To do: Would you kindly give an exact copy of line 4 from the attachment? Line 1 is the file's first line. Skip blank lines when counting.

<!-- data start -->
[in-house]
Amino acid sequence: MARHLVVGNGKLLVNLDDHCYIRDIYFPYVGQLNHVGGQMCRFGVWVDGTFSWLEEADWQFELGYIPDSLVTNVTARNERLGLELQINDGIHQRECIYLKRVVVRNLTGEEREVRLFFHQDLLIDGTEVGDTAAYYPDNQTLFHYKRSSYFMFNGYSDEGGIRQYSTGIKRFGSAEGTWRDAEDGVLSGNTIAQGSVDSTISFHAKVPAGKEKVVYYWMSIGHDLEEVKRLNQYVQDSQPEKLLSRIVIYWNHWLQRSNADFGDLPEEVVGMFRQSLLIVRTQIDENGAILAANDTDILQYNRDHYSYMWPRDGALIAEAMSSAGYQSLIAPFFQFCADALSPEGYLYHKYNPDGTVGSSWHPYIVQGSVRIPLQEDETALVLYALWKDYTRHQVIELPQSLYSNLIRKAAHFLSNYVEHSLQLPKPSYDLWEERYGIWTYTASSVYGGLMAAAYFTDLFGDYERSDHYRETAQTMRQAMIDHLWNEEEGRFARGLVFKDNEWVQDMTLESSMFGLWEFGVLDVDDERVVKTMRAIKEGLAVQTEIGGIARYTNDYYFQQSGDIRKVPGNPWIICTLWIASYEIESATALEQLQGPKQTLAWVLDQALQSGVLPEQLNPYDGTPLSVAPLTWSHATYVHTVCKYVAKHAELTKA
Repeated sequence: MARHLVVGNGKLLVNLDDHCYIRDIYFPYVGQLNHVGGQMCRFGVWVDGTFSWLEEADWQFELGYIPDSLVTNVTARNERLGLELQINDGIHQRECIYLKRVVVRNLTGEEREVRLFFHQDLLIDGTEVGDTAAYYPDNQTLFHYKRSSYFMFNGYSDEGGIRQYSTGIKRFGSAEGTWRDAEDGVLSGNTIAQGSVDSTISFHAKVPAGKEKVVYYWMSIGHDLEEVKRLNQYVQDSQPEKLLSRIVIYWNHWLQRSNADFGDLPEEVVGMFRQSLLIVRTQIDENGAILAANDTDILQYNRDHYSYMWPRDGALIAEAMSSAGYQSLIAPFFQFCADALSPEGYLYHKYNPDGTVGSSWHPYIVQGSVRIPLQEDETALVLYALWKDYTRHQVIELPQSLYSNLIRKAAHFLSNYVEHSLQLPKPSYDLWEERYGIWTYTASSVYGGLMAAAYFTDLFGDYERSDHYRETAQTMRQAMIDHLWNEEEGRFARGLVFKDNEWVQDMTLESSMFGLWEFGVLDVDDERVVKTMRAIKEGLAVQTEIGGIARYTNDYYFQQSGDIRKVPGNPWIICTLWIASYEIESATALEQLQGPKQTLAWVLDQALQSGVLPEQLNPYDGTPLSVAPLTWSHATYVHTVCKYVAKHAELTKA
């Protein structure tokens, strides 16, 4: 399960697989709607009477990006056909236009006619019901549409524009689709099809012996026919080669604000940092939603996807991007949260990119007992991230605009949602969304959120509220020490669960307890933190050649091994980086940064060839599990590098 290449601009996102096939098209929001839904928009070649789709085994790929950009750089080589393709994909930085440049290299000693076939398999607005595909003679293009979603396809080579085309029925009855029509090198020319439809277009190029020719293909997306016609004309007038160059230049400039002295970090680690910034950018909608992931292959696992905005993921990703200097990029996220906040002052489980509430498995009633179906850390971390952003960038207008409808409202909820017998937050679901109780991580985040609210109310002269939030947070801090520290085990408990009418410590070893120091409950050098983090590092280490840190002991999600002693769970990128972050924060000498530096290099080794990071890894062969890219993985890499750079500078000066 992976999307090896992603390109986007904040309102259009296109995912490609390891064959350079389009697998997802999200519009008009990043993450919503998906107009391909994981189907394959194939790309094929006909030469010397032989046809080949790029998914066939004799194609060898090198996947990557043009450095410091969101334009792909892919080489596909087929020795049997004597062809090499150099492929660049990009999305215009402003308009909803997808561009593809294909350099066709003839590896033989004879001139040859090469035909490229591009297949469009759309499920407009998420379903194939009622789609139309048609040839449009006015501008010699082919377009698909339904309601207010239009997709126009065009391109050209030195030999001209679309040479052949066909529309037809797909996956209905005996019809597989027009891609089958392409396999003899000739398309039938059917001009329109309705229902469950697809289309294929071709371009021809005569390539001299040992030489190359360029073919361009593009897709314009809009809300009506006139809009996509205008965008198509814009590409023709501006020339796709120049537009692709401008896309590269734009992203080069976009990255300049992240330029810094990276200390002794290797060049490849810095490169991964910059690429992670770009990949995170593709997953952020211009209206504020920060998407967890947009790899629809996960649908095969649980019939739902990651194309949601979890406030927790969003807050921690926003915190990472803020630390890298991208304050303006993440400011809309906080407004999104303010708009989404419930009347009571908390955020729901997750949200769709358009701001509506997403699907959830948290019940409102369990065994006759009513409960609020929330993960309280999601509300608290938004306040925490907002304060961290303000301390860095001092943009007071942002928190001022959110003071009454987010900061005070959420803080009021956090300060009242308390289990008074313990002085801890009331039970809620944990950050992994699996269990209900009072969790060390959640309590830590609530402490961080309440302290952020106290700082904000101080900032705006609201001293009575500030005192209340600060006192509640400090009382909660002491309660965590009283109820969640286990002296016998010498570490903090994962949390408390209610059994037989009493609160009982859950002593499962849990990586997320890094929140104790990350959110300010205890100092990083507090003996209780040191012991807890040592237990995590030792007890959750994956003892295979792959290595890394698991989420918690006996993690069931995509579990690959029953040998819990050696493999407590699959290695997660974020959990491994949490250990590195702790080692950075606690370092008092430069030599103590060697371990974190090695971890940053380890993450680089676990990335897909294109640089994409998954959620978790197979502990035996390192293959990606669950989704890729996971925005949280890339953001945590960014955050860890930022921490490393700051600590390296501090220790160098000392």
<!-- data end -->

């Protein structure tokens, strides 16, 4: 399960697989709607009477990006056909236009006619019901549409524009689709099809012996026919080669604000940092939603996807991007949260990119007992991230605009949602969304959120509220020490669960307890933190050649091994980086940064060839599990590098 290449601009996102096939098209929001839904928009070649789709085994790929950009750089080589393709994909930085440049290299000693076939398999607005595909003679293009979603396809080579085309029925009855029509090198020319439809277009190029020719293909997306016609004309007038160059230049400039002295970090680690910034950018909608992931292959696992905005993921990703200097990029996220906040002052489980509430498995009633179906850390971390952003960038207008409808409202909820017998937050679901109780991580985040609210109310002269939030947070801090520290085990408990009418410590070893120091409950050098983090590092280490840190002991999600002693769970990128972050924060000498530096290099080794990071890894062969890219993985890499750079500078000066 992976999307090896992603390109986007904040309102259009296109995912490609390891064959350079389009697998997802999200519009008009990043993450919503998906107009391909994981189907394959194939790309094929006909030469010397032989046809080949790029998914066939004799194609060898090198996947990557043009450095410091969101334009792909892919080489596909087929020795049997004597062809090499150099492929660049990009999305215009402003308009909803997808561009593809294909350099066709003839590896033989004879001139040859090469035909490229591009297949469009759309499920407009998420379903194939009622789609139309048609040839449009006015501008010699082919377009698909339904309601207010239009997709126009065009391109050209030195030999001209679309040479052949066909529309037809797909996956209905005996019809597989027009891609089958392409396999003899000739398309039938059917001009329109309705229902469950697809289309294929071709371009021809005569390539001299040992030489190359360029073919361009593009897709314009809009809300009506006139809009996509205008965008198509814009590409023709501006020339796709120049537009692709401008896309590269734009992203080069976009990255300049992240330029810094990276200390002794290797060049490849810095490169991964910059690429992670770009990949995170593709997953952020211009209206504020920060998407967890947009790899629809996960649908095969649980019939739902990651194309949601979890406030927790969003807050921690926003915190990472803020630390890298991208304050303006993440400011809309906080407004999104303010708009989404419930009347009571908390955020729901997750949200769709358009701001509506997403699907959830948290019940409102369990065994006759009513409960609020929330993960309280999601509300608290938004306040925490907002304060961290303000301390860095001092943009007071942002928190001022959110003071009454987010900061005070959420803080009021956090300060009242308390289990008074313990002085801890009331039970809620944990950050992994699996269990209900009072969790060390959640309590830590609530402490961080309440302290952020106290700082904000101080900032705006609201001293009575500030005192209340600060006192509640400090009382909660002491309660965590009283109820969640286990002296016998010498570490903090994962949390408390209610059994037989009493609160009982859950002593499962849990990586997320890094929140104790990350959110300010205890100092990083507090003996209780040191012991807890040592237990995590030792007890959750994956003892295979792959290595890394698991989420918690006996993690069931995509579990690959029953040998819990050696493999407590699959290695997660974020959990491994949490250990590195702790080692950075606690370092008092430069030599103590060697371990974190090695971890940053380890993450680089676990990335897909294109640089994409998954959620978790197979502990035996390192293959990606669950989704890729996971925005949280890339953001945590960014955050860890930022921490490393700051600590390296501090220790160098000392």